Rather than go on, Robert Mabro (Oxford Energy) published an informative paper - The International Oil Price Regime: Origins, Rationale and Assessment - in The Journal of Energy Literature, June 2005.

While he does not go into the spec aspect(s) to any degree, he does provide a well done history of the changes that have taken place and, for I'm not sure what reasons, are generally ignored.

Financial rent?

*'marker crudes' would be West Texas Intermediate (WTI), Brent Blend and Dubai, other grades are priced in reference to these. Which brings up another problem, their decline in production and whether they should remain as markers when an increasing portion of world production is heavy sour crudes.

The 'demographic transition' I mentioned was, for some countries, the "inability to complete transition, 'permanent transition', [which] left birth rates high." Perhaps wrong or based in too small an experience and then study, but my recollection is that the transition into social relations of capital tended to increase both birth and death rates, not simply see these remain at pre-capitalist levels and then, with development, decline.

Kevin Carson said...

Even taking "rent" in the traditional Ricardian/Georgist terms of differential land-rent, a huge portion of profit on capital is disguised land rent, considering the enormous land holdings of industrial corporations (not to mention their real estate investments, kept as hidden reserves, that have no direct productive role).

But in the broader sense of rents on artificial property rights (aka privilege), a majority of the price we pay for goods and services is probably a form of rent.

Tom Peters at his most manic likes to enthuse that only 10% of the value of most goods and services comes from labor and their physical components, and the other 90% is "intangible" (or knowledge, or ideas, or whatever). What that really means is that 90% of price is a rent paid to the corporate OWNERS of knowledge or ideas, that would be free in a genuinely free market economy that didn't enforce so-called "intellectual property" [sic].

Subtract the portion of product value that comes from copyrights and patents, brand name markups, enormous marketing costs that are part of the "push" distribution model made necessary by chronic overaccumulation and overproduction.... Altogether, probably three quarters of our labor is to pay the embedded rents on intangibles like artificial property, and only a quarter for actual labor and physical components. Do away with all the artificial property rights in information and skill, along with the traditional forms of artificial property in land (e.g. absentee title to vacant and unimproved land, which is really just a license for a mini-state to collect a tax), and all the many kinds of subsidized waste consumption of inputs, and we could probably produce our present material standard of living with a 16-hour work week.

Econoclast said...

Juan writes:
>Yes there are large cost of production differentials but if scarcity and abundant demand refers to something on the order of free market pricing, well, that's not been the case for nearly a century.<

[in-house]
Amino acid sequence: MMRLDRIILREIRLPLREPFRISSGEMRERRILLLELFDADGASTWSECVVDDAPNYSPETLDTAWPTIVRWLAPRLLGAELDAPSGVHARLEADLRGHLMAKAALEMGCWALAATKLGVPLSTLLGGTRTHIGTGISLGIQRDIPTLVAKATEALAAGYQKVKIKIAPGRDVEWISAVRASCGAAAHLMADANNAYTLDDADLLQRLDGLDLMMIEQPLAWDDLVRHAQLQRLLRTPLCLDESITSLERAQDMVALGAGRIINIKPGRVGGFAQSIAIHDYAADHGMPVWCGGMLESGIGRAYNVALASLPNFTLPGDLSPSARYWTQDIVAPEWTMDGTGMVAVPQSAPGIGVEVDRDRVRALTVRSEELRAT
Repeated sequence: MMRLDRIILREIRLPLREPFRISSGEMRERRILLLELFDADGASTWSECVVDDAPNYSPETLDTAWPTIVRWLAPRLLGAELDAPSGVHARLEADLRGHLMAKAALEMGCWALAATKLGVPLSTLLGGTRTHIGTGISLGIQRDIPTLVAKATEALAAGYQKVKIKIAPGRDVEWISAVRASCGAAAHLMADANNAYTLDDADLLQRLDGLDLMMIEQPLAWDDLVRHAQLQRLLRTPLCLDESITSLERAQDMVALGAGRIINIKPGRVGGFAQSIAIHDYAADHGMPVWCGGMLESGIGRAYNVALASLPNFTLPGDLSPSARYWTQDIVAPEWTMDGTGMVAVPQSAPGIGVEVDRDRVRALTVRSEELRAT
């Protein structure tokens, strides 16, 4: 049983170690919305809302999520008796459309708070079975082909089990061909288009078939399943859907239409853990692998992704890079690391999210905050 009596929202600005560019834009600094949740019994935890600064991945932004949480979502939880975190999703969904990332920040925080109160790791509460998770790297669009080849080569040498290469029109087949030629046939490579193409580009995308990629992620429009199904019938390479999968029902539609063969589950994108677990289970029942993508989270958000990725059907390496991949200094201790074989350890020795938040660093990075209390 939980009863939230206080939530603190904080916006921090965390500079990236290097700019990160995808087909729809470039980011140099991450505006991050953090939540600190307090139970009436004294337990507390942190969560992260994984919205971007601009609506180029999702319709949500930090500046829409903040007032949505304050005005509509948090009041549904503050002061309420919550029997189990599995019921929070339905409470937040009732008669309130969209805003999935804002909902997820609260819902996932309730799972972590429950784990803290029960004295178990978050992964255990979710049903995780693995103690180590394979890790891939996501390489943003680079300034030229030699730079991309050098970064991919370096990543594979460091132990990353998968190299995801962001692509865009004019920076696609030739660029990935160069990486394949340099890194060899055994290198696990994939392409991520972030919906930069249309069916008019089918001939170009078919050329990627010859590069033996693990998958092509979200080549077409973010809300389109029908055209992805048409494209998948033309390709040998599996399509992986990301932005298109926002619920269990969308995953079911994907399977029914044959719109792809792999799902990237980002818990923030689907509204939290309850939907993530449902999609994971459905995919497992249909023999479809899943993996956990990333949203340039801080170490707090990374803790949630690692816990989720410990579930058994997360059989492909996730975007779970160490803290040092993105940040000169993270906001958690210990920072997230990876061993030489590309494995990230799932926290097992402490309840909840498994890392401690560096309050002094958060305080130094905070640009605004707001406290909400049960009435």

A reference to scarcity rents does not deny the existence of monopoly rents (a.k.a. monopoly profits). In fact, those with the most scarcity rents -- e.g. Saudi Arabia -- are able to gain the most monopoly power.
Jim

Econoclast said...

Juan also wrote:
>The 'demographic transition' I mentioned was, for some countries, the "inability to complete transition, 'permanent transition', [which] left birth rates high." Perhaps wrong or based in too small an experience and then study, but my recollection is that the transition into social relations of capital tended to increase both birth and death rates, not simply see these remain at pre-capitalist levels and then, with development, decline.<

I think that basically fits with history.
Jim

juan said...

Jim, while I agree with you I think my point had less to do with the existance of rents than their inflation, a consequence not of rent per se or fundamentals but the change in price regime which allows speculative finance to become a primary driver.

A near doubling in $/bl last year had less or nothing to do with scarcity and demand than with the bidding up of paper barrels.

Today's nearly four dollar/bl rise in the near mos. light sweet contract was driven by rumors about Venezuela (no matter that ExxonMobile's court ordered freeze on $12 billion of PDVSA's assets has no effect on that firm's worldwide ops), rumors that OPEC might cut output next month (which, if effected, would be no more than recognition of weakening global economy), actual disruption of three of Shell's Nigerian pipelines (though the amount lost to shipment is unlikely to be great) and finally, U.S. east coast weather.

The rationality here is only what I'd tried to bring out above, 'oil price bubble rent'?

Econoclast said...

Juan wrote:
> Jim, while I agree with you I think my point had less to do with the existance of rents than their inflation, a consequence not of rent per se or fundamentals but the change in price regime which allows speculative finance to become a primary driver.

> A near doubling in $/bl last year had less or nothing to do with scarcity and demand than with the bidding up of paper barrels.<

that makes sense to me. But the reason why speculation can drive up prices so much is that both supply and demand are inelastic (i.e., there is not a big change in either the quantity supplied or the quantity demanded as prices rise). Inelastic supply is the source of big rents for the suppliers.
--
Jim Devine